4. VMs and containers have different roles, but play well together. VMs primarily run  traditional, on-premises applications. They’re also battle tested and secure, which is why virtual machines are so widely adopted.

But containers are rapidly gaining popularity for cloud application development. Many organizations are experimenting with containers to streamline internal processes, improve resource efficiencies, and prepare for a move to the cloud. By breaking an application into microservices, new features can be brought to market faster and with less code debugging.  Containers can also be easily deployed on top of VMs.

5. Containers are built for speed and portability, and VMs are built for availability. Containers are speedy and lightweight, and more can be packed onto a server than traditional VMs. Their portability means developers can quickly share containers to streamline jobs and processes.

VMs are scalable and high performing, and they’re the right technology for running multiple applications on multiple servers. They’re more established, offering higher availability, security, and isolation than containers, though VMs are slower and consume more resources. In fact, it’s quite common for containers to run in virtualized environments to capitalize on the high availability and security features.

6. The container industry is responding to concerns. Containers aren’t new, but many in the enterprise space still have questions as container adoption increases. Security is a concern, as is data loss, performance, storage, and management. The major players in the container arena are listening and responded to security concerns by adding scanning tools that check for known vulnerabilities.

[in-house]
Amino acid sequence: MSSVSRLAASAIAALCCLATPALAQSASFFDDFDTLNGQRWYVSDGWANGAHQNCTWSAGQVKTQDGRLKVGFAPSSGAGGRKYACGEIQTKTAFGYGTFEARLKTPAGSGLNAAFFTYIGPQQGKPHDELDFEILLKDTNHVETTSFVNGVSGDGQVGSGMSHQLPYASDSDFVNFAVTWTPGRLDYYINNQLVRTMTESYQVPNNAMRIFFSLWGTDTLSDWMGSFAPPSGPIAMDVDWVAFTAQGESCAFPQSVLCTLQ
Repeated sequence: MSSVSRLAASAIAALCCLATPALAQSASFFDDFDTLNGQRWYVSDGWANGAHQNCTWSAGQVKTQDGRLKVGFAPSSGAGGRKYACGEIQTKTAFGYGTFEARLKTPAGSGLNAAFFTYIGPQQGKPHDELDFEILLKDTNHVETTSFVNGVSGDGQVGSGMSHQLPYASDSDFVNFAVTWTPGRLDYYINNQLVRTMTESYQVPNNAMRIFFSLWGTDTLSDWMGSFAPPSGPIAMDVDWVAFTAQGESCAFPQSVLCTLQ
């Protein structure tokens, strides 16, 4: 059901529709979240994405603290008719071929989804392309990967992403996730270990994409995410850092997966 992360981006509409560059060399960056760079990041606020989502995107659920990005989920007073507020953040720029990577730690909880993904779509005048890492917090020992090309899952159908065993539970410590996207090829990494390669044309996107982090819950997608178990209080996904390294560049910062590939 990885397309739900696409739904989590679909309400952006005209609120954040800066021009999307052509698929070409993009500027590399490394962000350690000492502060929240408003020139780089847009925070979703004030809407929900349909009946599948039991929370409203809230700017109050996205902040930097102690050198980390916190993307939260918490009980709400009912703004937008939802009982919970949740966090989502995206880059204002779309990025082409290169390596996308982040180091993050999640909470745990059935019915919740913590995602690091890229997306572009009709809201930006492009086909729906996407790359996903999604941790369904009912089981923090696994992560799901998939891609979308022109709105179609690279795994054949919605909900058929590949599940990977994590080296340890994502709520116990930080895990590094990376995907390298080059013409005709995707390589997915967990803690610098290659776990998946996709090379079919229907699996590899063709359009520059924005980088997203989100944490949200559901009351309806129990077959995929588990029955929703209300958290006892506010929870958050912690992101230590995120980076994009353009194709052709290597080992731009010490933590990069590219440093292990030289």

Containers replacing VMs? Unlikely.

Containers enable businesses to compete at a faster rate. They’re incredibly valuable to software developers because they’re so portable, and can speed up app development. The biggest cloud players – Amazon Web Services, Google, and Microsoft – have fine-tuned their offerings to meet expected demand as container integration grows.

But there’s been confusion about the role of containers and what VMs do. While VMs virtualize hardware, containers virtualize the OS. They often co-exist and join forces to complete different jobs. Containers are not a panacea, but another tool for cloud developers to be more efficient.

Containers allows for portability of applications, whereas VMs are designed to increase hardware utilization. Some organizations may choose to run containers directly on top of bare metal hardware as a replacement for VMs. However, VMs will be around for the foreseeable future.

What questions do you have about containers? About VMs? Leave us a comment below.

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  • Nic Caputo

    Great post. Iron.io is doing big things in the serverless multi-cloud space (item #3), great company to keep and eye on as organizations are architecting their container strategies.